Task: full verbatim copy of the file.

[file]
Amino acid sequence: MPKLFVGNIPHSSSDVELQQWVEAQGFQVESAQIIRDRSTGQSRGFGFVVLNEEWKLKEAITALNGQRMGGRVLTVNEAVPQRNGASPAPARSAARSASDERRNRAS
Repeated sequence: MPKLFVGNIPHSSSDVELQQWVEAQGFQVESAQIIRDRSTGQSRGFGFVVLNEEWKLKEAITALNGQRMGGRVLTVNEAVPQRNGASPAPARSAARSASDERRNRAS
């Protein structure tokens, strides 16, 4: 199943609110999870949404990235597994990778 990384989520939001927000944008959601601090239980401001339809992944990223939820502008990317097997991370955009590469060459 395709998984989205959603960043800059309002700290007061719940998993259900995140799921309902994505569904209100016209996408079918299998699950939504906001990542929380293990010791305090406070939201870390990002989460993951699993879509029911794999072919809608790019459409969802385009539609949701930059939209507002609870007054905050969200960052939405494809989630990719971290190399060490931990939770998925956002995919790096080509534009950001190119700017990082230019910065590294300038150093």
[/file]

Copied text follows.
Amino acid sequence: MPKLFVGNIPHSSSDVELQQWVEAQGFQVESAQIIRDRSTGQSRGFGFVVLNEEWKLKEAITALNGQRMGGRVLTVNEAVPQRNGASPAPARSAARSASDERRNRAS
Repeated sequence: MPKLFVGNIPHSSSDVELQQWVEAQGFQVESAQIIRDRSTGQSRGFGFVVLNEEWKLKEAITALNGQRMGGRVLTVNEAVPQRNGASPAPARSAARSASDERRNRAS
């Protein structure tokens, strides 16, 4: 199943609110999870949404990235597994990778 990384989520939001927000944008959601601090239980401001339809992944990223939820502008990317097997991370955009590469060459 395709998984989205959603960043800059309002700290007061719940998993259900995140799921309902994505569904209100016209996408079918299998699950939504906001990542929380293990010791305090406070939201870390990002989460993951699993879509029911794999072919809608790019459409969802385009539609949701930059939209507002609870007054905050969200960052939405494809989630990719971290190399060490931990939770998925956002995919790096080509534009950001190119700017990082230019910065590294300038150093």